Album Review

Harry Belafonte - The Midnight Special

Harry Belafonte

The Midnight Special

RCA Victor

Release Date: February 23rd, 1962

Words by: Nathan Wood
February 27th, 1962


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It's widely known that Harry Belafonte's The Midnight Special is the album on which Bob Dylan made his professional recording career debut, playing an Earthy, blues harmonica burst on the title track. What's not so widely known, however, is that Dylan found the experience a painstaking nightmare – mainly because of the absolute perfection demanded by Belafonte.

Apparently Belafonte would listen to each track over and over again incessantly until he was confident it was flawless. Dylan thought of this obsessive recording style – "the whole thing was overdone. A real drag". As an occasional musician who has spent some time in demanding and lengthy recording sessions, I can understand Dylan's displeasure with the process. Sometimes if you deliberate over specific parts of a song for too long it distracts your focus from others to the detriment of the overall piece. Every now and then you've just got to be loose and passionate and "go with the flow" in order to get the most out of your recording.

However, passion and beauty can exist in perfection as well, like a master watchmaker who's patience insures the thousands of wheels and cogs inside an exquisite timepiece coordinate in harmony and precision to produce an impeccable machine that will last several life times.

It is that kind of master-tradesman-perfection that Belafonte ingrained into Midnight Special, and that makes this record stand up as strongly today as I imagine it did when it was released from the workshop 50 years ago.

Infusing elements of jazz, big band, gospel and blues, Midnight Special is a completely democratic album, in that each instrument is designated it's own space, time and voice to express itself. The bass lines thump and bounce under the surface, the percussion snaps and taps above your head as ivory piano keys accent and move around the edges, the horns blow with explosive gusto through the guts, while gentle guitar strums and plucks add a warm glowing aura to the overall mix.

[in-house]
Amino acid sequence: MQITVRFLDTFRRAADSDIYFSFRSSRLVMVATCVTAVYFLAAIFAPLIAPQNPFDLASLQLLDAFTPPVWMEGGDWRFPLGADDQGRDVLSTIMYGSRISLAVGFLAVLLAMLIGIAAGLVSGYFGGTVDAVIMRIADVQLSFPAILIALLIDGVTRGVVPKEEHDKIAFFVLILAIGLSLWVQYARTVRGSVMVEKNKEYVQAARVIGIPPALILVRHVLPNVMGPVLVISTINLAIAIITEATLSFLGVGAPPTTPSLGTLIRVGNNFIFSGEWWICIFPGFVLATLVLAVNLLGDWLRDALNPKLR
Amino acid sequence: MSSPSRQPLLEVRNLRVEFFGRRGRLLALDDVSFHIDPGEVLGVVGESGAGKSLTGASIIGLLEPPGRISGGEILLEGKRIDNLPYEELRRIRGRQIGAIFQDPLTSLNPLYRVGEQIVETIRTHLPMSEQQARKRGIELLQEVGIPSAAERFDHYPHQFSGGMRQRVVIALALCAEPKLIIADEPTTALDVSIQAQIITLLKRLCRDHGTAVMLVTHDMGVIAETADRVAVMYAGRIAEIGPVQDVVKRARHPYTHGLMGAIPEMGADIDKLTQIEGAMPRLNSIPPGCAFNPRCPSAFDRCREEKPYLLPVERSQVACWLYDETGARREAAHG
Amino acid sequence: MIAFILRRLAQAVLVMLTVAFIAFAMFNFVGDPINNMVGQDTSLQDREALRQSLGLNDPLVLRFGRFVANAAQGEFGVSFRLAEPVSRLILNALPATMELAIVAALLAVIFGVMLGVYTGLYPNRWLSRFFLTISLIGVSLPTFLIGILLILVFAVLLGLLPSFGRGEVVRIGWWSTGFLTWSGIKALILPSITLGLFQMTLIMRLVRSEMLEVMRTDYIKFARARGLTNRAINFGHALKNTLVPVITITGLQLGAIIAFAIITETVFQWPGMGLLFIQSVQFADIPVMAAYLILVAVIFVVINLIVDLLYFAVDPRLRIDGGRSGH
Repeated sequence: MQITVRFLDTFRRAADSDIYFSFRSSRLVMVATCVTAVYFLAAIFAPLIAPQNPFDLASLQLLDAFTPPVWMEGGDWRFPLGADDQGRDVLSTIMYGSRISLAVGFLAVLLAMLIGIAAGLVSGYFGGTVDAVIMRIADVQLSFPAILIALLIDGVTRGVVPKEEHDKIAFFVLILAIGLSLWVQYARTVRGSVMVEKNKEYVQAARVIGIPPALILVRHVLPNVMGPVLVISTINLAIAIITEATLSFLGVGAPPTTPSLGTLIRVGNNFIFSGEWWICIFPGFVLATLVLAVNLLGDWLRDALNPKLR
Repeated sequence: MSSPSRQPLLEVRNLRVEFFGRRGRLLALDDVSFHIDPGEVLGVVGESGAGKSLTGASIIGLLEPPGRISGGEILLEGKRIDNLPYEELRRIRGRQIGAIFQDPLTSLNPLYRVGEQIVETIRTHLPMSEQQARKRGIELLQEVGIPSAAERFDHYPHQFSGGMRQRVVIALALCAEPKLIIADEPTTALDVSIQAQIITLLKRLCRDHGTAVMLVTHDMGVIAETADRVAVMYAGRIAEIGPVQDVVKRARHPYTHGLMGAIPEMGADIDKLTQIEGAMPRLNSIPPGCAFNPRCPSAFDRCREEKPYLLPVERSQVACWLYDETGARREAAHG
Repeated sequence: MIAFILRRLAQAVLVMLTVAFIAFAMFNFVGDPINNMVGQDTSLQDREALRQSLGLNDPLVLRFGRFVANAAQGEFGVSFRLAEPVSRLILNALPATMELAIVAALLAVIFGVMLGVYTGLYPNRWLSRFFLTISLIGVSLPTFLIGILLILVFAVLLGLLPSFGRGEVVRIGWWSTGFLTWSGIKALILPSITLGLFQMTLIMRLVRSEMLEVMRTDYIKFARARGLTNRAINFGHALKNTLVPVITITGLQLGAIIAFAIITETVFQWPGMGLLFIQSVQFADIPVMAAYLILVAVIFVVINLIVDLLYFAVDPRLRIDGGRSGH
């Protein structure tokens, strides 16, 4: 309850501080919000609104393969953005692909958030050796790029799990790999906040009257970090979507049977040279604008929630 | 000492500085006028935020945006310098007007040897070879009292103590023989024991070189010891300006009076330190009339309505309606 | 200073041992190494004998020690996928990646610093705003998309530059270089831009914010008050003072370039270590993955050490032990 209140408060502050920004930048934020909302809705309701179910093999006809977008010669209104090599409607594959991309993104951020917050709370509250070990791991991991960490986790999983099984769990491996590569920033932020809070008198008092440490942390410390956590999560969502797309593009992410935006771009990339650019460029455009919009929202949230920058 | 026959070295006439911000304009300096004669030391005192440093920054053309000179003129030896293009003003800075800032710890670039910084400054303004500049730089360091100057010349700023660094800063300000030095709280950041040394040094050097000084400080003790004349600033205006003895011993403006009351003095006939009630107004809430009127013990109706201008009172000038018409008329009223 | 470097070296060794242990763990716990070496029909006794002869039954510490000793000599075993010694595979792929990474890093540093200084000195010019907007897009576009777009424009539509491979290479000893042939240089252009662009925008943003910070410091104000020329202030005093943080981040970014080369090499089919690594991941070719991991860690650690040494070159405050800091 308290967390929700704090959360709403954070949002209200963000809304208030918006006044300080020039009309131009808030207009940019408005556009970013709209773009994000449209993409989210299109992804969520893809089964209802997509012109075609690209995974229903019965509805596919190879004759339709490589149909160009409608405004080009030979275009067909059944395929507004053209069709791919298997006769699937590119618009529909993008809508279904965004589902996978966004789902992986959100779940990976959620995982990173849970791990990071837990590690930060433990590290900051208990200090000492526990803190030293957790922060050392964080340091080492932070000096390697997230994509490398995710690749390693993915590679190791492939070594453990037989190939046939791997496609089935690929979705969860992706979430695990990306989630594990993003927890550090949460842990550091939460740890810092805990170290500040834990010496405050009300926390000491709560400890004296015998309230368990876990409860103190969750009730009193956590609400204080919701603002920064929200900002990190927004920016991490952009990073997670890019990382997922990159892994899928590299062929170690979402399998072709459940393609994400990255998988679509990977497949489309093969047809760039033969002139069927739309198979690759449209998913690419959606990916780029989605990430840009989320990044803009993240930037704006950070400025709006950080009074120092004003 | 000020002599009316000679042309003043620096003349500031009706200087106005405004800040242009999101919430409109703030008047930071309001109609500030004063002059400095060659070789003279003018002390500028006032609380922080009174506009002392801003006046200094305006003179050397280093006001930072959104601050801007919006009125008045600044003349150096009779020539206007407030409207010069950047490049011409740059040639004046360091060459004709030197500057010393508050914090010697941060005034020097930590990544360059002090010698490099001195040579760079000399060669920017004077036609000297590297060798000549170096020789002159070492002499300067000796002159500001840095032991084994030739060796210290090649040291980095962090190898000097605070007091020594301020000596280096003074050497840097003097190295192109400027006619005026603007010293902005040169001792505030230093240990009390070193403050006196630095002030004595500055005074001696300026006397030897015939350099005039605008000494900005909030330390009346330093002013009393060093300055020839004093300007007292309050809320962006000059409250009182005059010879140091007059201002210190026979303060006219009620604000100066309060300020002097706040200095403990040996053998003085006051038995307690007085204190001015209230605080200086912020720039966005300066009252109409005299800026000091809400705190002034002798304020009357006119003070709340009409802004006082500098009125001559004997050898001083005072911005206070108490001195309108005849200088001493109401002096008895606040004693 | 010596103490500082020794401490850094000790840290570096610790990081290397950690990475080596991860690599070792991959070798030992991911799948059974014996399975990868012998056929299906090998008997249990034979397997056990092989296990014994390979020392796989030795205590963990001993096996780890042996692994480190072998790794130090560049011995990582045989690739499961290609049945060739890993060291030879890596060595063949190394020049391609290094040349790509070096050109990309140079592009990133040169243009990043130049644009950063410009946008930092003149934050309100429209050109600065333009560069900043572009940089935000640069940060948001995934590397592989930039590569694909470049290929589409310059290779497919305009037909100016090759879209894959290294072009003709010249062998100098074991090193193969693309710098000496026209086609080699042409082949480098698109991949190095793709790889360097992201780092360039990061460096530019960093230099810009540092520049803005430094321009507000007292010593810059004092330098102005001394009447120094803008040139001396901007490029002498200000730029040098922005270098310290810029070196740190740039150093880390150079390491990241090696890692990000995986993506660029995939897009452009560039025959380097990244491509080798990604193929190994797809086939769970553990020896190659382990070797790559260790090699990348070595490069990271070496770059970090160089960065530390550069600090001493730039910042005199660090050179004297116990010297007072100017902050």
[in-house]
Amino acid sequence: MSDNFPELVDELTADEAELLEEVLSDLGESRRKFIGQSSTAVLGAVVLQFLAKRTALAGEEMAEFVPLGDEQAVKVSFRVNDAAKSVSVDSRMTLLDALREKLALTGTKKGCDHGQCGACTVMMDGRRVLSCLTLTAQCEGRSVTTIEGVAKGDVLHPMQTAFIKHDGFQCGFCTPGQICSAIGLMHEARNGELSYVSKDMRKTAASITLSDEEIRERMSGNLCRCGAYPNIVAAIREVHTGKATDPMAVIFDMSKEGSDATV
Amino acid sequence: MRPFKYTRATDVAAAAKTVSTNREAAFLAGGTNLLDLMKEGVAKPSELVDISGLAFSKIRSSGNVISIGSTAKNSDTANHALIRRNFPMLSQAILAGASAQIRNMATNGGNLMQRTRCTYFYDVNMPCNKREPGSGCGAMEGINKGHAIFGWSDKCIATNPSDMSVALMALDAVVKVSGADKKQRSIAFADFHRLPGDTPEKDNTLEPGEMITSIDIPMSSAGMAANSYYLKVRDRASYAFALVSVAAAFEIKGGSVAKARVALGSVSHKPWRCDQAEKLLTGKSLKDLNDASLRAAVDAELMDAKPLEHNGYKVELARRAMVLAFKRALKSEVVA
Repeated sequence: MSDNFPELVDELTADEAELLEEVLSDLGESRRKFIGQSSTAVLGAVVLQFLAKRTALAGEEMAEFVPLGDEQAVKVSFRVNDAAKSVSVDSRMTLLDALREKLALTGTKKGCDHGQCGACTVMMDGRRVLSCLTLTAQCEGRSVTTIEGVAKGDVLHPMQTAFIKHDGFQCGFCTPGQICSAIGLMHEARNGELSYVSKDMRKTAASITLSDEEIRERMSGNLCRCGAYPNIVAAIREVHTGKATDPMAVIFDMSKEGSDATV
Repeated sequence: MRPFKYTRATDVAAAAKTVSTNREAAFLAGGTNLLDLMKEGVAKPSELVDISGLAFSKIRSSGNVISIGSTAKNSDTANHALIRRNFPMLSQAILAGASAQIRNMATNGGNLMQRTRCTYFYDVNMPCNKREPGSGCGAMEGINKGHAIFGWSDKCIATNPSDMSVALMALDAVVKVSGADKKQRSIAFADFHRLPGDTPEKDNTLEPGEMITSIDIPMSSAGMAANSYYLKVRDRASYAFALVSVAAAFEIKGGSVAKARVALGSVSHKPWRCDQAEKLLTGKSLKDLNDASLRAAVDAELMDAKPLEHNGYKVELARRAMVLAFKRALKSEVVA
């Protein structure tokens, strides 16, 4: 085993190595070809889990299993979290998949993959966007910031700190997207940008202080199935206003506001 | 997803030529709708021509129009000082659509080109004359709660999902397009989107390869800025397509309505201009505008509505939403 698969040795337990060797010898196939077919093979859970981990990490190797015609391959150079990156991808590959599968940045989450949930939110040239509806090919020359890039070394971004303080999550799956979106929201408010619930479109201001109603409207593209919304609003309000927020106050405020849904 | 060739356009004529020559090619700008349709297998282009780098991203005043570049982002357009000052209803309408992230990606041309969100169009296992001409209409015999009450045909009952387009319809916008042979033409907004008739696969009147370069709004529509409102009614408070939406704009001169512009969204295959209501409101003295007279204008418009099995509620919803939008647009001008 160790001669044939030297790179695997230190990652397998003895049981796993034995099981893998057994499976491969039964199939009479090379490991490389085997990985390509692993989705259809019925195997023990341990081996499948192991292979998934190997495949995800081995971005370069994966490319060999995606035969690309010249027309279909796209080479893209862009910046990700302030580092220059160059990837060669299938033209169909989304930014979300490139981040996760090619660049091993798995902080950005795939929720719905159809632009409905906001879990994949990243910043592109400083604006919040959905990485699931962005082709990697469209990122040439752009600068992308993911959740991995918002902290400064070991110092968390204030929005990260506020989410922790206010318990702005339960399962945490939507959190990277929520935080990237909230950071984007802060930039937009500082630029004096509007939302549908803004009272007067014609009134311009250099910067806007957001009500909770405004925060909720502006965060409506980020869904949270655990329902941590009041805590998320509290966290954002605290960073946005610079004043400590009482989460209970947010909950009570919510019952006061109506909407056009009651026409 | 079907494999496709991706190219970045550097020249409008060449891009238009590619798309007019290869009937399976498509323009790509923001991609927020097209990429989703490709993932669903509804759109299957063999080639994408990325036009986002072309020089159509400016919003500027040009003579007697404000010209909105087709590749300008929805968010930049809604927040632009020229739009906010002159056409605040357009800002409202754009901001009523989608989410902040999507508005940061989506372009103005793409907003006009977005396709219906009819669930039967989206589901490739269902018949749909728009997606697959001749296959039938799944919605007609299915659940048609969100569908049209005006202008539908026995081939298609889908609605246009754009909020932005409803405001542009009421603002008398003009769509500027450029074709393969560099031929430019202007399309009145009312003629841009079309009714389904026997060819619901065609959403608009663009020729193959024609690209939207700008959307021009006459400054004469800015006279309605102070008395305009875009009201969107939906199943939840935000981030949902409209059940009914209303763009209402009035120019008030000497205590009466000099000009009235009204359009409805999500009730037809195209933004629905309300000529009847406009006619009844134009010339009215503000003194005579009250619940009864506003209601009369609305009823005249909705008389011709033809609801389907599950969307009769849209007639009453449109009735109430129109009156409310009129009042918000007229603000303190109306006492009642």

And all the while Belafonte's vocal ensures the songs sexily waltz from track to track with confidence and swagger. His gritty tenor adds a rock and roll jolt to the overall rigidness of the instrumentals – like Fonzy banging on the jukebox at Arnold's and shaking up the set of Happy Days.

It's easy to forget, what with modern recording techniques, how good professional singers had to be on record in Belafonte's day and on this album he is pitch perfect, hitting a range of notes with grace and subtlety and without ever straining his instrument, or overshadowing any of the other members of his band.

And despite his unsavoury experience, Dylan's work features on the absolute highlight track on the record. Other songs also worth mentioning are the smokey jazz club number 'Memphis Tennessee,' the sleepy 'Makes A Long Time Man Feel Bad' and the urgent and compelling 'Did You Hear About Jerry,' with its haunting falsetto refrain.

Belafonte's perfection may have been too much for a young rebel like Bob Dylan to handle during their short partnership, but I'm sure it's the kind of discipline he would have the utmost respect for just a few years later. After all it's that quality control that has ensured Dylan's small contribution, his tiny cog in the watch, has been preserved beautifully within this skilfully crafted piece of music all these years later.

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